Children at the restaurant: let's recalibrate expectations
Don't ask your children to share their toys
Those "good job" that erode our children's confidence
Our Montessori birthday
Two alternatives to screens that my kids love
Using fear and threats to control children is never right!
"Stop crying!" doesn't work
Living sustainably
Living sustainably for me doesn’t only mean to have a more eco-friendly lifestyle. It means to make decisions that are sustainable for our planet, the people on it, but also for our life, our lifestyle, and our happiness. It means to take any daily chance to evolve and be happier, healthier, kinder, more responsible and more caring human beings—the only sustainable way for a meaningful future.
Face yoga is an act of self love
Why you should wear the same outfit twice on Instagram
The power of creating habits (and why you should do it, even if you then break them!)
Responsible eating is the diet of the future (Would you like to teach it to your kids?)
The power of NOT complaining: can you do it for a whole month?
Clean up your planet, please!
Infographic: 8 steps to switch to cloth nappies (a guide for reluctant parents)
A personal note on happiness
A personal note on social media
A change of life always widens your horizons
New to La Tela?
I’ve prepared collections on various topics that I’ve written over the years. Perhaps you’ll find one that interests you.

Travel

We sold everything to travel the world for two years. We're currently in New Zealand.

Books

In 2020 I wrote 4 books for the Italian collection “Gioca and Impara con il metodo Montessori” curated by Grazia Honegger Fresco. The collection is a project by Il Corriere della Sera and La Gazzetta dello Sport.

We also implemented the workshops of the last 15 volumes of the collection with Oliver and Emily.

Podcast

On my podcast, “Educare con calma”, I talk about various topics, from Montessori to sustainability. Only in Italian!

Oct 16, 2020 • 19m
La nostra routine con i bimbi
Mi chiedete spessissimo quale sia la nostra routine a casa con i bimbi e in questo episodio vi svelo che noi, una routine vera e propria, non ce l'abbiamo. Abbiamo una routine minima e indispensabile, che è un concetto che mi sono totalmente inventata su due piedi mentre parlavo a briglia sciolta in questo episodio, ma che credo funzioni davvero. Almeno per noi. La routine minima e indispensabile, secondo me, risponde anche a un altro "problema": trovo che ci bombardino spesso con l'idea del...
11
Oct 9, 2020 • 24m
Sostenibilità: come sensibilizzare i bambini e i giovani adulti | Con Cristiana Cerri Gambarelli
In questa puntata a due voci di Educare con Calma – divisa a metà perché amo gli episodi corti - parliamo di sostenibilità e per farlo ho invitato mia sorella, Cristiana Cerri Gambarelli, project manager della Federazione dei Giovani Verdi Europei e un esempio per chiunque voglia intraprendere un viaggio nella sostenibilità: negli ultimi ha cambiato tutta la sua vita per ridurre la sua impronta di carbonio e per prendere ogni giorno decisioni più sostenibili per il nostro pianeta e in questa ...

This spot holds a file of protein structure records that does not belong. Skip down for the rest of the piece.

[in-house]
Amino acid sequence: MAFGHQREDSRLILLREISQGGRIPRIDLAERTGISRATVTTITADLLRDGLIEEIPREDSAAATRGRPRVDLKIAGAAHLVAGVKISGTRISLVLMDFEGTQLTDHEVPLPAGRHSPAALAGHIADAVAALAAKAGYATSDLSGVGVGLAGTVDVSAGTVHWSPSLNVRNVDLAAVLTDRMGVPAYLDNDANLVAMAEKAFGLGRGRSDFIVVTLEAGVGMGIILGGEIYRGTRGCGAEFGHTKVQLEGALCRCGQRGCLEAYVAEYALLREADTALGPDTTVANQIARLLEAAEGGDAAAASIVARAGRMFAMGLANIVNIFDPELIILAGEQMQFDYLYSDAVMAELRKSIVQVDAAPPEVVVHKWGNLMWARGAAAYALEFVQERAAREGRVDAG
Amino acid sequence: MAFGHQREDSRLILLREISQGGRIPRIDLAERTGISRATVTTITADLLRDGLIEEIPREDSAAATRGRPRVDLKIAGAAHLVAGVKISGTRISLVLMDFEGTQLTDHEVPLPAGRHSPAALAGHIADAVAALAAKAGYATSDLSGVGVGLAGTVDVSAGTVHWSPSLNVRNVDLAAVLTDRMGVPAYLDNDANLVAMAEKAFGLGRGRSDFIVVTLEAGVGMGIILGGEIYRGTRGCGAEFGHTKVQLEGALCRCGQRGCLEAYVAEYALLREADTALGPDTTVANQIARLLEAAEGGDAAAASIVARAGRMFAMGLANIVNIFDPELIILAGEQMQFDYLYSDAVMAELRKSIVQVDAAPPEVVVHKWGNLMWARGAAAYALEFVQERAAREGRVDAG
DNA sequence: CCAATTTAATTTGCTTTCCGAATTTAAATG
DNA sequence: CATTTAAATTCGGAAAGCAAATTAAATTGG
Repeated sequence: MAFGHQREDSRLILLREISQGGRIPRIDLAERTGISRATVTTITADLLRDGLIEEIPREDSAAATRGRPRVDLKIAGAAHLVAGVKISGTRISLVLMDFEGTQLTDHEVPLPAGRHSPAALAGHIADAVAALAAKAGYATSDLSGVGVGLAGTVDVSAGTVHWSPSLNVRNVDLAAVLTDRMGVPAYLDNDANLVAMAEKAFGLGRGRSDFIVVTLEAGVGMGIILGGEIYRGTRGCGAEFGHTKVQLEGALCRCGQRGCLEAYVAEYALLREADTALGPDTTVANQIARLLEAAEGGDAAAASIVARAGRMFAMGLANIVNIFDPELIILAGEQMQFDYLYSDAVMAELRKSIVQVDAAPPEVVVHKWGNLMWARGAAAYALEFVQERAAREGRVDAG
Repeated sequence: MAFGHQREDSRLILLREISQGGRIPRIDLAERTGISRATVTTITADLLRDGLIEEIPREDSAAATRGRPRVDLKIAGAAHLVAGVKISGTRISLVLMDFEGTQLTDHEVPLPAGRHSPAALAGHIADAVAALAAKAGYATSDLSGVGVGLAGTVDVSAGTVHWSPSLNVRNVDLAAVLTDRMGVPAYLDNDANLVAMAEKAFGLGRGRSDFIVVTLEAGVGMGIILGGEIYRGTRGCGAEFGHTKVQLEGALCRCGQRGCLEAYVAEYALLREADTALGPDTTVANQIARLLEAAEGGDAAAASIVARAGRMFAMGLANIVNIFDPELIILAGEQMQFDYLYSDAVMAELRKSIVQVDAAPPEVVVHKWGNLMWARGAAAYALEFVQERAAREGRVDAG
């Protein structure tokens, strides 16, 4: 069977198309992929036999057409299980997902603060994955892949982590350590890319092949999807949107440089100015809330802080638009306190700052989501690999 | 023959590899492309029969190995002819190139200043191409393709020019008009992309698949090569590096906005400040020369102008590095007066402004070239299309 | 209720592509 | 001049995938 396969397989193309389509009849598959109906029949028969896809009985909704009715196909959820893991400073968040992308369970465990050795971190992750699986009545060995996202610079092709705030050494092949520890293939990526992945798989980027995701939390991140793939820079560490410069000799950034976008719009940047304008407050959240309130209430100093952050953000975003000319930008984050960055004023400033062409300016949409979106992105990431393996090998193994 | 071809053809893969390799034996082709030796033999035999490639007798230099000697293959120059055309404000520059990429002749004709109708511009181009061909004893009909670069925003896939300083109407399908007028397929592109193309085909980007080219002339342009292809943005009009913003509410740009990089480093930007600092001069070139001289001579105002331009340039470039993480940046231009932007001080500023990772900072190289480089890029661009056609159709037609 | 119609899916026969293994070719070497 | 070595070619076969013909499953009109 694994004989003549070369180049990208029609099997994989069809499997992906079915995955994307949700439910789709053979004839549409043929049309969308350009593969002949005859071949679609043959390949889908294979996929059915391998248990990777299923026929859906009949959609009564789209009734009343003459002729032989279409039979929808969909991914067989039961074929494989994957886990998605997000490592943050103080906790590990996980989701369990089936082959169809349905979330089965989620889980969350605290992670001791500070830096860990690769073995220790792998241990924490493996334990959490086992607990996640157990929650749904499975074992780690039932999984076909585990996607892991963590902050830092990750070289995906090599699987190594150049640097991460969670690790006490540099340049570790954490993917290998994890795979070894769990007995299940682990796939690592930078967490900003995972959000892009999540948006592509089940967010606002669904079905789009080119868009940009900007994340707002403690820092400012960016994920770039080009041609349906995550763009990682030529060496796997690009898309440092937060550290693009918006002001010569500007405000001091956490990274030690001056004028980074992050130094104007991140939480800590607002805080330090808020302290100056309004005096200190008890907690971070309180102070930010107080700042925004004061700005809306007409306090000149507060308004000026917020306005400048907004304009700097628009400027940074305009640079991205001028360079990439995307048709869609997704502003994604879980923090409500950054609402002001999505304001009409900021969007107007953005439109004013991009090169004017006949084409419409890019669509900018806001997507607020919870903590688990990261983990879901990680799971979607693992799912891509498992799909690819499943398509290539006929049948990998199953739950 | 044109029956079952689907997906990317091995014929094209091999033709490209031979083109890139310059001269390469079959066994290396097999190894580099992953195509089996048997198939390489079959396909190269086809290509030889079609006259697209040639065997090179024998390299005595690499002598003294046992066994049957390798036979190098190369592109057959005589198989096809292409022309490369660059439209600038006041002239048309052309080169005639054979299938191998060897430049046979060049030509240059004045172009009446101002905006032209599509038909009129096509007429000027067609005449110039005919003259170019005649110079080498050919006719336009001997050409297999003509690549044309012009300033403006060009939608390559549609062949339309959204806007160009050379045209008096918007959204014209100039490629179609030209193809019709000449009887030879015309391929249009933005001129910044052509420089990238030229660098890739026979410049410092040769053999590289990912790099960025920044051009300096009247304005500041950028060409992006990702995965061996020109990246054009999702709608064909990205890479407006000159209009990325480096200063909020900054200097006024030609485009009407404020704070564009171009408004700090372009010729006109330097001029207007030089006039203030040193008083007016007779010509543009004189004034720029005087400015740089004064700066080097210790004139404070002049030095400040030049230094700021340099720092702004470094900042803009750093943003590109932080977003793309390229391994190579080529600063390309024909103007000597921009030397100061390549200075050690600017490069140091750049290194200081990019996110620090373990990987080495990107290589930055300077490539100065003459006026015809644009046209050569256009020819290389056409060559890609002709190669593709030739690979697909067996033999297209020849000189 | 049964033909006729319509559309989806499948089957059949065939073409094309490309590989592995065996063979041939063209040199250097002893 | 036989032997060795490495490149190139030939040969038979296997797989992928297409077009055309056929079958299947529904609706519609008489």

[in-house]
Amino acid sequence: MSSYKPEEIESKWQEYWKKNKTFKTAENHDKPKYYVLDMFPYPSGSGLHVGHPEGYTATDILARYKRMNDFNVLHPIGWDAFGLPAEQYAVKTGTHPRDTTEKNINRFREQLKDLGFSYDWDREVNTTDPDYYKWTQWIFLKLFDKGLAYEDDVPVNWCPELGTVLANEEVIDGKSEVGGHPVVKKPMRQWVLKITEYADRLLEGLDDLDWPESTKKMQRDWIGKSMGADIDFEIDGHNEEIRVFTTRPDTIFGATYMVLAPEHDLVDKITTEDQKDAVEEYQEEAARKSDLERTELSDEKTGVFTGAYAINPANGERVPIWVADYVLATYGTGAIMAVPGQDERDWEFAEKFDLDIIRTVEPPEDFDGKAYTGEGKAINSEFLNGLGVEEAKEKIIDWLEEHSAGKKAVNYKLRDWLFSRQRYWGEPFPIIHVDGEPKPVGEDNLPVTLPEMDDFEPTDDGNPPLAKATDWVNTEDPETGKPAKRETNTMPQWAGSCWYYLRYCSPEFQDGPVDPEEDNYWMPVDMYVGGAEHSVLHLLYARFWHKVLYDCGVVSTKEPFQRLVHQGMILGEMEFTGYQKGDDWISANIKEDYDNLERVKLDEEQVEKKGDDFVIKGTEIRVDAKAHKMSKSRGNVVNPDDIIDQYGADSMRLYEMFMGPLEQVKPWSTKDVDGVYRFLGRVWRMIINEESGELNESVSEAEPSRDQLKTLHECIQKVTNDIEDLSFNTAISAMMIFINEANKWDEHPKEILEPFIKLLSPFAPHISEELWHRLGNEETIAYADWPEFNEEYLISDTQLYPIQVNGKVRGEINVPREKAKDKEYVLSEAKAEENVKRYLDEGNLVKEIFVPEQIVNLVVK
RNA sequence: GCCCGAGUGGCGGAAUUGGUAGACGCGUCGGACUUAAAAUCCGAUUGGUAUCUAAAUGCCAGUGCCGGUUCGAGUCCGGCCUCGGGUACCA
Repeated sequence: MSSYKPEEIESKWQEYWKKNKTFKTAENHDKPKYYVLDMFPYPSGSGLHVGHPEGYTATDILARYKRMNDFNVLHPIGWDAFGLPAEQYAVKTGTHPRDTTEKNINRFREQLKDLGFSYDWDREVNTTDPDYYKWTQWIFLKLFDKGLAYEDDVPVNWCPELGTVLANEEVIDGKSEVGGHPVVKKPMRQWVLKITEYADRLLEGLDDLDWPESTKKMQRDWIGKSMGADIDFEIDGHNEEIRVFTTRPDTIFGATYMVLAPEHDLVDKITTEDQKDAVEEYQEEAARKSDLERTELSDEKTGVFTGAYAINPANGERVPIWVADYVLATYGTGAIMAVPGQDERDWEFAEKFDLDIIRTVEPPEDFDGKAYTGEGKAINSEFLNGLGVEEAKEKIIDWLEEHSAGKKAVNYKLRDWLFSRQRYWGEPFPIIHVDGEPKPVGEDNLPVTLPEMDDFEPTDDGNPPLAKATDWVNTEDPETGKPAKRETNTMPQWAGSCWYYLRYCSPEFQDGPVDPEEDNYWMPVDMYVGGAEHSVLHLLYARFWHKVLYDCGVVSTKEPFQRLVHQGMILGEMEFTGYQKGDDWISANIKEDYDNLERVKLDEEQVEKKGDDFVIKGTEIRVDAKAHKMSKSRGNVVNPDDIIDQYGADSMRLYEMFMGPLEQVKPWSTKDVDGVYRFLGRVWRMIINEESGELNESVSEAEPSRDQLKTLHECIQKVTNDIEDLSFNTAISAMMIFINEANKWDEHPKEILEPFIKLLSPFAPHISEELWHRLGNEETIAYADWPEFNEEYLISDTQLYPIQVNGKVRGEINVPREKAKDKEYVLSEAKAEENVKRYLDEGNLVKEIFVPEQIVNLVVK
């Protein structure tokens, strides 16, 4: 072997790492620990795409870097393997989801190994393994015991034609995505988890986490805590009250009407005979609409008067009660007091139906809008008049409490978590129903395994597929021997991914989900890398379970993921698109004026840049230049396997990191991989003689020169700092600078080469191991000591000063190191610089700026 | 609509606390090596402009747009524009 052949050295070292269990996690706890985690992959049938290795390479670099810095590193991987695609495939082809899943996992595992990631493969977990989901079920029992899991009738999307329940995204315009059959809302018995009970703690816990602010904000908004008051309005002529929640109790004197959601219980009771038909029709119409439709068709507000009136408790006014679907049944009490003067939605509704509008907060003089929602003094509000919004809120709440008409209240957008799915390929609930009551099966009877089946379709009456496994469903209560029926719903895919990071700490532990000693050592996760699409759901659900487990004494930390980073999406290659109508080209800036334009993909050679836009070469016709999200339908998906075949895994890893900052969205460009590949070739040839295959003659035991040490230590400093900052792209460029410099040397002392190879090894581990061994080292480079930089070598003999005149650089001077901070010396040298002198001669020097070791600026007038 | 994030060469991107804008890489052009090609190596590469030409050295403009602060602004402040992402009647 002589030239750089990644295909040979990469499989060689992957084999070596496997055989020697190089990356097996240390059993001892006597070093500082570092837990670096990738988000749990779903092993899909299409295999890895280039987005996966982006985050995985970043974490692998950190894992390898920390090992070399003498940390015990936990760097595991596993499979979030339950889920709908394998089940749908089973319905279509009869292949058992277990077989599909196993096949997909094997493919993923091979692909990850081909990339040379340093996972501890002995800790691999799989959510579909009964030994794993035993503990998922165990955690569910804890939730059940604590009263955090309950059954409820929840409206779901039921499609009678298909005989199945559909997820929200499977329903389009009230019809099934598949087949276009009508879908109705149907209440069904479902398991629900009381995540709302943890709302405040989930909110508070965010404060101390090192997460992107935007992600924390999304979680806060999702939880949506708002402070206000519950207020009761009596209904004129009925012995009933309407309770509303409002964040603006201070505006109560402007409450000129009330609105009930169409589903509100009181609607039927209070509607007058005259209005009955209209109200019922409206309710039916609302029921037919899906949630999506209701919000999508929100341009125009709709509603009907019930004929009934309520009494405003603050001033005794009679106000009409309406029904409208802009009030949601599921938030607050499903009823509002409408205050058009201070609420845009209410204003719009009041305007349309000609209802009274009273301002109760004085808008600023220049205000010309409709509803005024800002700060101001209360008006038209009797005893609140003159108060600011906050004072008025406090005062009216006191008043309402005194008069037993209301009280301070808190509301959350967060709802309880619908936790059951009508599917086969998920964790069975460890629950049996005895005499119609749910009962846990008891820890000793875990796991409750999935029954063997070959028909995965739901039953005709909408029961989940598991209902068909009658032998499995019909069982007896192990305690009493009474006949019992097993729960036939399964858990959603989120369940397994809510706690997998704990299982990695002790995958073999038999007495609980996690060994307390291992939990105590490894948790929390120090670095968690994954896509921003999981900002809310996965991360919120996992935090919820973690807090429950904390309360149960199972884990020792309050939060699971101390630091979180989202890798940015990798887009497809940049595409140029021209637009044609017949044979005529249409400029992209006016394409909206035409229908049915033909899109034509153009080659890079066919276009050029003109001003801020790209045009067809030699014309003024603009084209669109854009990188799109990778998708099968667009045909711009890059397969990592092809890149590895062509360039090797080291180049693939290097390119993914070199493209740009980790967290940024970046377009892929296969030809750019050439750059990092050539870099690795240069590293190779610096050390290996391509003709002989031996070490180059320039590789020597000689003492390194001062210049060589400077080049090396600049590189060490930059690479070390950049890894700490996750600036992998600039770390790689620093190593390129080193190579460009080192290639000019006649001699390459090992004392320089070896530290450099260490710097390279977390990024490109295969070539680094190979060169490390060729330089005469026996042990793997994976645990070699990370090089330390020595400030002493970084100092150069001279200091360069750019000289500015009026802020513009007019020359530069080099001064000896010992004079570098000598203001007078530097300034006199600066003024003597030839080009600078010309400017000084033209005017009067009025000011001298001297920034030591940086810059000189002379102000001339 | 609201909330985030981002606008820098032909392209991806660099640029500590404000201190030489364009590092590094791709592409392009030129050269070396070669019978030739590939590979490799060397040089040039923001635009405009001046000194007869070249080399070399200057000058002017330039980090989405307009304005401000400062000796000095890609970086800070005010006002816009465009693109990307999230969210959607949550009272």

10
Oct 2, 2020 • 24m
Intraprendere un viaggio nella sostenibilità | Con Cristiana Cerri Gambarelli
In questa puntata a due voci di Educare con Calma – divisa a metà perché amo gli episodi corti - parliamo di sostenibilità e per farlo ho invitato mia sorella, Cristiana Cerri Gambarelli, project manager della Federazione dei Giovani Verdi Europei e un esempio per chiunque voglia intraprendere un viaggio nella sostenibilità: negli ultimi ha cambiato tutta la sua vita per ridurre la sua impronta di carbonio e per prendere ogni giorno decisioni più sostenibili per il nostro pianeta e in questa ...
9

Instagram

I update Instagram almost every day to be "close" to my family far away.

Why La Tela di Carlotta?
I dreamed of the name La Tela di Carlotta. One morning I woke up and in my dreams I had created a blog named just like the American novel (Charlotte's Web). Many years and endless ups and downs later, this web of thoughts and stories is my work. It took me a long time to understand what kind of online presence I wanted and today I know: I'm transparent, I show real life, I don't advertise, I only recommend sustainable brands (and not only because they pay me) and I believe in the value of my blog and my courses—because if we don't believe in the value of our work, no one will believe in it for us.
Carlotta
Carlotta dreaming of La Tela
I know! I don't want it to be over yet either.